Tuesday, February 19, 2008

Estate Planning "Checklist for Life" Available

On February 14, 2008, the Pittsburgh Post-Gazette published an article by Tim Grant entitled "Bank puts estate planning checklist onto the Internet", which described a "Checklist for Life" (PDF, 7 pages) posted on the Internet by Huntington National Bank.

, through its bank based in Columbus, Ohio (but with 61 branches in Pittsburgh & Western Pennsylvania), appears to be one of the few financial institutions that has posted publicly & freely a personal financial inventory form that could assist in scoping out personal financial & estate planning matters.

The article notes the usefulness of such an inventory form for an individual:

The only way to have peace of mind knowing that your affairs are in order and all property will be passed on according to your wishes if you were to die is to have an estate plan. * * *

Yet these seniors often do not have an estate plan because they don't think they're wealthy enough for one. Still, talking to family members about death and dying can be among the toughest conversations to have.

But managers at Huntington Bank have created a
Checklist For Life to get the conversation started. * * *

Such checklists are commonly used by lawyers and financial planners, but are not commonly placed on the Internet. * * *

The article quoted an officer of the Bank, who explained why the institution posted the form publicly:

"We did the Checklist For Life because it's the first step," said Tom Oehmler, senior vice president and regional manager for Huntington Bank, Downtown.

People who will be transferring their wealth need to understand where they are right now in terms of their net worth, what they own, how they own it and what they want to happen to it at the end of their lives.

The Checklist For Life is a tool they can use to pull all that information together in one place, Mr. Oehmler said.

"The more important thing from our perspective is that families have this discussion," he said. "If parents are going to pass assets to their children this will help them have that discussion to see what their financial picture is." * * *

Answers.Com describes the components of a basic Personal Financial Inventory, as follows:

Detailed descriptive list made available to the survivor(s) of the insured showing: attorney, accountant, insurance agent, and location of important documents such as wills, power of attorney, property deeds, insurance policies by account number, bank accounts by account number, investments by account number, loans by account number, credit cards by account number, and any other important financial papers. Safe deposit boxes and keys location should also be listed.

The Huntington personal financial inventory form joins a few others -- available in text, PDF, or software formats -- that I found on the Internet:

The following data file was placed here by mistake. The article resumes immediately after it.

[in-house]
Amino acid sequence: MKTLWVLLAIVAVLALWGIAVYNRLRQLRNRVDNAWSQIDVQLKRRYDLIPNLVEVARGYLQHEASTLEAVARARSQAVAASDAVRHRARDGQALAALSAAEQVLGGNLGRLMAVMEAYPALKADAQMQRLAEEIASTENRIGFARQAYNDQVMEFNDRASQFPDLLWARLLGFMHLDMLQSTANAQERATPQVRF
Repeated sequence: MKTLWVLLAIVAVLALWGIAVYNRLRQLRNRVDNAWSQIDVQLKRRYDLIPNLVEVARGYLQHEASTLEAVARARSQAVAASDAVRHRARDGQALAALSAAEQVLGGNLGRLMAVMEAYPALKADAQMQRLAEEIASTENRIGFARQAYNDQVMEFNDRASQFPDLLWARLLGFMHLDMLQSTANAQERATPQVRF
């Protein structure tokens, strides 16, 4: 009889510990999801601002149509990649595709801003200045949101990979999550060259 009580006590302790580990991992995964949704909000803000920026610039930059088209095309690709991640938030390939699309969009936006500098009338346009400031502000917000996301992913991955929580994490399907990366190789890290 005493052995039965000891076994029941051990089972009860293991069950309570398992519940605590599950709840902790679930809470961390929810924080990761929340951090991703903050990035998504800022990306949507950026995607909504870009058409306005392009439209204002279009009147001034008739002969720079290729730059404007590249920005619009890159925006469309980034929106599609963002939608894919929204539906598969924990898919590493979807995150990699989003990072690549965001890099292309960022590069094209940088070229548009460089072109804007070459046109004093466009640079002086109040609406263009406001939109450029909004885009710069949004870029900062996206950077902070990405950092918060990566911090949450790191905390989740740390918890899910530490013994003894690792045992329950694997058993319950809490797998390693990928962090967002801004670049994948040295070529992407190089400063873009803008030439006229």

• Financial Inventory (process explanation), posted by Financial Freedom Made Simple -- "The first step on the way to financial freedom is to take inventory of your current situation. This is important because you need to know where you are at to be able to make a plan of where you are going to go. Taking an inventory means getting a detailed overview. It is not complicated and do not have to have fancy equipment or special programs. Start by doing it simple. You will need to write down everything you owe and everything you own. * * *"
  • My Financial House – Personal Finance Software™, posted by the Insurance Information Institute -- "This free software enables you to take an inventory of your financial situation and track progress towards your financial goals. Once you complete your financial inventory, you can share it with your accountant, financial advisor and/or attorney – someone you trust – to help you plan for your future, so that even in an emergency you will know if your financial house is in order. You can also email your inventory and save it to a disk to store it for safe keeping. * * *"

The article noted the value of a personal financial inventory, when it quoted a representative of TIAA-CREF, a national financial services company with a Pittsburgh office.
Patrick Kennedy, head of wealth management services for TIAA-CREF, said, "Even if you have a small estate there are some basic things you can do, like making sure you have an inventory of your assets."
That is how the Huntington personal financial inventory form (and others like it) can be used: "It has been developed to help you organize all of your financial information or your parents' financial information in one place."

Update: 02/21/08:

Professor Gerry W. Beyer noted this posting by his own on the Wills, Trusts & Estates Prof Blog entitled
‘Checklist for Life’ – A Useful Tool in Estate Planning (02/21/08).

Update: 07/31/08:

I encountered a few more useful estate planning questionnaires/worksheets available online: